Cape Town homeless shelters
Cape Town Mayor Geordin Hill-Lewis says the city will aid homeless shelters to add 300 beds to help more people off the streets this winter. Image: GroundUp.

A group of homeless people, represented by the Socio-Economic Rights Institute of South Africa (SERI), have delayed the hearing of an application by the City of Cape Town to have them evicted from several public sites.

  • The City of Cape Town’s application to evict people living on several sites in the city centre has been delayed by several months.
  • The matter was to have been heard in court on Wednesday.
  • But at the last minute the Socio-Economic Rights Institute of South Africa (SERI), representing the group of about 120 homeless people, filed an intention to oppose the eviction.
  • The court has given the homeless people until June to file answering affidavits.

In February, the court granted the City’s application for eviction notices to be served at “various unlawful occupations in the Central Business District”. These sites in the city centre include Buitengracht Street, FW De Klerk Boulevard, Foregate Square, the Taxi Rank and Foreshore, Helen Suzman Boulevard, Strand Street, Foreshore/ N1, Virginia Avenue and Mill Street Bridge.

The application for the final eviction was to be heard in the Western Cape High Court on Wednesday. But the hearing has now been pushed back several months after SERI filed its notice of intention to oppose the eviction this week.

Cape Town Mayor, Geordin Hill-Lewis, in a statement on Wednesday said it was unfortunate that the City’s plan to increase “dignified transitional shelter and help more people off the streets” would now be delayed”.

“The City remains of the view that no person has the right to reserve a public space as exclusively theirs, while indefinitely refusing all offers of shelter and social assistance.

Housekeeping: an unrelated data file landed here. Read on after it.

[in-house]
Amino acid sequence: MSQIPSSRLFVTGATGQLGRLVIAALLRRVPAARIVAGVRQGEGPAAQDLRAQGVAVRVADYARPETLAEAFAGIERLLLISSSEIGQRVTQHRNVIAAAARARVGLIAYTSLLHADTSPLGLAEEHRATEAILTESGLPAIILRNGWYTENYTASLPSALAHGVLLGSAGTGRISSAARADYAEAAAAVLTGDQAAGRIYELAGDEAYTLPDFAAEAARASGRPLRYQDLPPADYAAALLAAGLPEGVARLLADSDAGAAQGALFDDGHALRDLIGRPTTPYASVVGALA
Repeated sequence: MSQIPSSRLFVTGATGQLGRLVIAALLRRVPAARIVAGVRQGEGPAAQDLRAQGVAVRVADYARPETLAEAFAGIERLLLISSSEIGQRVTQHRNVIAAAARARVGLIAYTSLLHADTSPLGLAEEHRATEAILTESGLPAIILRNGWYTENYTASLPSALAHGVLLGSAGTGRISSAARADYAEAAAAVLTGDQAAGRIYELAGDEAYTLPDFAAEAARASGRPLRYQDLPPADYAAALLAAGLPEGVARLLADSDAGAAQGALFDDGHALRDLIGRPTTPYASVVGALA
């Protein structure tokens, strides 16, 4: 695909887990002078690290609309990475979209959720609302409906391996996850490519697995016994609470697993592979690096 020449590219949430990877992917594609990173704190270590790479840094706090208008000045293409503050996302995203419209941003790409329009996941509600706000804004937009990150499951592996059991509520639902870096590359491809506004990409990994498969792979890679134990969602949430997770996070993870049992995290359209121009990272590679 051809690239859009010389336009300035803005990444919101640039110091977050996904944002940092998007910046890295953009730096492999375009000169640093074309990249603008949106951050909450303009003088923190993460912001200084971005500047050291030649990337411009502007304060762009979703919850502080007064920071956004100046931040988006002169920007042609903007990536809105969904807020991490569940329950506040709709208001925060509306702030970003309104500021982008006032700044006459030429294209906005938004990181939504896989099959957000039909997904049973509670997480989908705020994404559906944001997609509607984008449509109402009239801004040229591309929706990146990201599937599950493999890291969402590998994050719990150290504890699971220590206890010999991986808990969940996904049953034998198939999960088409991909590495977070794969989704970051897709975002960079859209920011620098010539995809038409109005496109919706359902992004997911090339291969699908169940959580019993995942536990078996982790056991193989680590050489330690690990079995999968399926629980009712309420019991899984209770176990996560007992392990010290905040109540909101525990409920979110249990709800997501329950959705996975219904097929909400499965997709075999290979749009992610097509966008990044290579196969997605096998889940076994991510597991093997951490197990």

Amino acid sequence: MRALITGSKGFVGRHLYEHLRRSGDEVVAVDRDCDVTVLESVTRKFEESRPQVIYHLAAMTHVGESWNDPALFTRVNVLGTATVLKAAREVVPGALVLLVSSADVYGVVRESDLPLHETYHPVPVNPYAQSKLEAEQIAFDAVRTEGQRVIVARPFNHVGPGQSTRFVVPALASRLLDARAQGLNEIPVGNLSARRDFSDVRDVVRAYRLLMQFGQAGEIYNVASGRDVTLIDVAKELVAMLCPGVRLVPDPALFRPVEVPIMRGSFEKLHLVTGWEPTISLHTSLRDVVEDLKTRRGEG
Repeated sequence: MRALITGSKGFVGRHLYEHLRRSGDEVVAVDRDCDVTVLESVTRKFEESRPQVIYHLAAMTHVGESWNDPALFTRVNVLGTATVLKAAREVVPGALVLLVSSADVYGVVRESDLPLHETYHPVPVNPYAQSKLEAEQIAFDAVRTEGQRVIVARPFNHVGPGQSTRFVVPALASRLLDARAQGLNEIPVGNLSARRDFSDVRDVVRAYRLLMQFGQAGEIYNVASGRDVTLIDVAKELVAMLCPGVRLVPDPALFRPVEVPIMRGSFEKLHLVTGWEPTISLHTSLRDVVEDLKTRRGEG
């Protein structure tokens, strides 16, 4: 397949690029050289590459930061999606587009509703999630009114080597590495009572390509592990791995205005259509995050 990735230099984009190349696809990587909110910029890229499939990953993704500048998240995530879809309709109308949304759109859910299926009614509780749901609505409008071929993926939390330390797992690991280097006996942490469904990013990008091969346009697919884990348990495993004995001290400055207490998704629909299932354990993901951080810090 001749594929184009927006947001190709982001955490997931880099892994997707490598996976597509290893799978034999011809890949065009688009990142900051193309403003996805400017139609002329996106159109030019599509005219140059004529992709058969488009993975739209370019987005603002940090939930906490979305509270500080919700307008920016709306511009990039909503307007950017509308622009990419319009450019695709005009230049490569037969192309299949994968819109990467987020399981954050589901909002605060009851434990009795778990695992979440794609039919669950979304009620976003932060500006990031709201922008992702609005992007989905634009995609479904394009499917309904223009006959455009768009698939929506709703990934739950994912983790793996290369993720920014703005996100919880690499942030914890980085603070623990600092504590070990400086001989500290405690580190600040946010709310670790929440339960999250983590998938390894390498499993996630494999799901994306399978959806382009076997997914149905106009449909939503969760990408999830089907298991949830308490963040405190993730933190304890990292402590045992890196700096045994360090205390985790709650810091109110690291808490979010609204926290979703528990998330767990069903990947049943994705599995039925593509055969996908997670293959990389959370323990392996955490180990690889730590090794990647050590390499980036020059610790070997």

“Our city’s public places serve important social and community purposes and must be open and available for all. Illegal occupations of City open spaces impact the safety of traffic and pedestrians, as well as local businesses critical to growing the economy. Accepting social assistance to get off the streets is the best choice for dignity, health, and well-being,” he said.

Hill-Lewis said that “a late filing such as this not only wastes state resources but causes severe delays in the matter. In the City’s view, the net effect of this will be to keep people on the streets much longer through the Cape winter”.

In the statement, he said Social Development officials had made repeated offers of social assistance to people occupying public spaces in the city centre, including transitional shelter at night shelters run by civic organisations and City-run Safe Spaces.

Khululiwe Bhengu, an attorney at SERI, is representing the group of about 120 homeless people. She told GroundUp that SERI had been approached by the people living at the seven sites to oppose the eviction. “Right now, it might seem to many that they are homeless. But they’ve got shelter at the seven sites. It may not be brick and mortar, but those are their homes.”

She said that the group had highlighted a number of issues with the safe spaces, such as the opening and closing hours. She said they needed to be provided with “adequate alternative accommodation” by the municipality.

Bhengu explained that it was important that the group be given time to file their answering affidavits. “We went to court to postpone the matter because it was on the unopposed [court] roll and now it needs to be on the opposed roll. Once we’ve filed our answering affidavits then the City will be given an opportunity to file its replying affidavit.” SERI is to file its answering affidavits to the court by no later than 30 June.

“The ideal situation in these circumstances is for the City to provide proper alternative accommodation. There needs to be a long-term solution. You can’t keep people in temporary accommodation forever,” she said.

The matter is now set to be heard in October.

Published originally on GroundUp | By